Thailand’s exports have been a rare bright spot in the struggling economy, but migrant worker shortages are threatening labour-intensive sectors, undermining a fragile recovery as the country struggles with its worst COVID-19 outbreak yet.
Even as global demand rebounds and this year’s 9% drop in the baht makes Thai goods more attractive, a lack of migrant workers is threatening exports as the economy already faces a tourism slump and sluggish domestic consumption due to virus containment measures.
Key exporting industries such as food and rubber production can rely on migrant workers for as much as half of their workforce, according to company and industry officials. Exports accounted for 45% of Thailand’s gross domestic product in 2020.
Thailand has about 3 million legal migrant workers, mostly from Myanmar, while there is demand for about 390,000 more, Labour Minister Suchart Chomklin told Reuters.
But strict enforcement of border controls and quarantines since the coronavirus began to hit Thailand harder in 2021 mean that labour migration has virtually ground to a halt, companies and labour activists say.
“They are jobs that Thai workers don’t want to do,” Suchart said, referring to labour-intensive factory work.
“We have talked about bringing in migrant workers, but it will be very difficult due to large numbers of infections.”
Some factory owners are responding to the labour shortage by offering higher wages and bonuses to attract Thai workers, but the incentives have not been enough to entice locals into lower paid, low-skilled jobs, even as the country’s unemployment rate hit a 12-year high this year.
“We’ve had quite a lot of orders. But because of not enough workers, we can only run at 75%-80% capacity,” said Suparp Suwanpimonkul, deputy managing director of S.K. Polymer Co., which makes rubber parts, including for autos and electronics, and exports 43-45% of its products, mainly to the United States.
Exporters worry that similar production cuts will mean exports may not even reach the 10% growth forecast by the Thai National Shippers’ Council for 2021, which is more modest than the central bank’s expectation that exports will grow at an 11-year high of 17.1% this year.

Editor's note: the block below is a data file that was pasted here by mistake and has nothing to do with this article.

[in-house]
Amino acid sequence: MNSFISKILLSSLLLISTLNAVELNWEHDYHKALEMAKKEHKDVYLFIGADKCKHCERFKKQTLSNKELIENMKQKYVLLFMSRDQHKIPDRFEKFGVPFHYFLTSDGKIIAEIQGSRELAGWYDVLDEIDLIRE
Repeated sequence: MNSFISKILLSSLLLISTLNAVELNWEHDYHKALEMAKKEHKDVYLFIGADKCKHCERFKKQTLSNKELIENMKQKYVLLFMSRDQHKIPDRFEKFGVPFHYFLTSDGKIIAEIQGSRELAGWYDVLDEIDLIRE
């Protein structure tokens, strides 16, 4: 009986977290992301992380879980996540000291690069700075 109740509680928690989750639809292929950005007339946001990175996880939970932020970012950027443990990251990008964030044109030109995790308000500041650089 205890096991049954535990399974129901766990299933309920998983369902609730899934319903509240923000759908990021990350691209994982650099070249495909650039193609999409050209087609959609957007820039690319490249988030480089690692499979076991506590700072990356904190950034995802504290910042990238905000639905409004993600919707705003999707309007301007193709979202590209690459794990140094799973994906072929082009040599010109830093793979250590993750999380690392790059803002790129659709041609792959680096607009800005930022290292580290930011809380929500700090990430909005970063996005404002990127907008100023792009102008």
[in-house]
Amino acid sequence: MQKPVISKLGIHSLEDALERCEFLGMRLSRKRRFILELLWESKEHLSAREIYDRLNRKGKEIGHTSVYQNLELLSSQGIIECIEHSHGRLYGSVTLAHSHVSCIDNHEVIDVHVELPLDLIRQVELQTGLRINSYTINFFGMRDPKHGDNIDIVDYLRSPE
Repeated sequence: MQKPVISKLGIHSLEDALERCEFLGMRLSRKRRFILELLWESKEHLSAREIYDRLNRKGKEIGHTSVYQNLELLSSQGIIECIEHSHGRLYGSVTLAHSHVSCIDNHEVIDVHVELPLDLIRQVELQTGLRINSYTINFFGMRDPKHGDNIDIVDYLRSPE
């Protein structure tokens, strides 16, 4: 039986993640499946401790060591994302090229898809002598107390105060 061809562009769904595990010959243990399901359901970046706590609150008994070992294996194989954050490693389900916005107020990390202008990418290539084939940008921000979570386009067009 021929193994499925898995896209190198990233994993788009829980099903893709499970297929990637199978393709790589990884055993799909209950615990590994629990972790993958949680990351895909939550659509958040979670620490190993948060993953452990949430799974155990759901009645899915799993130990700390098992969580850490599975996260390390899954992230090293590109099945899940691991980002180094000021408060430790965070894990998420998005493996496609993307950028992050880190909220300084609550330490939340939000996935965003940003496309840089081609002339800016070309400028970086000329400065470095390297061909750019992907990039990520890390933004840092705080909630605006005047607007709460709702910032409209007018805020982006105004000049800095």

The central bank last month cut its 2021 growth forecast to 1.8% amid surging coronavirus cases, and stricter containment measures imposed this month could further weigh on this year’s outlook after the tourism-reliant economy shrank 6.1% in 2020.
Suparp, who is also vice chairman of the Thai National Shippers’ Council, said the labour shortage now has firms competing for workers, with many offering pay above the minimum daily wage of 300 baht($9.13) – paying 400 or even 500 baht.
His own company is trying to attract new workers with a six-month work bonus and a referral scheme of 500-1,000 baht per worker.
“But we still can’t compete with other factories,” he said.
The labour shortage has particularly hit lower-wage food, textiles, and some rubber producers, which together accounted for 20% of total shipments and brought in $27 billion in January-June 2021, compared with $44 billion for the whole of last year.
Thai electronics and autos makers, Thailand’s top two export sectors, are still booming because the higher-wage sectors employ a larger percentage of Thai workers, relying less on migrants.
At Surapon Foods, which produces frozen shrimp and chicken products and exports 80% of its goods, management has asked some of its 4,000 employees – of which more than one-third are migrants – to work overtime to meet export commitments.
“We are also short of workers but we can still manage,” Sriprasert Sriprawatkul, Surapon’s vice president of finance & accounting, told Reuters.
“But if we can choose, we would rather add more workers than paying overtime because it’s cheaper,” he added.
Photo: A shopper wearing a surgical mask stands next to a graffiti at a clothing, fabrics and textiles market in Bangkok, Thailand. EPA-EFE/RUNGROJ YONGRIT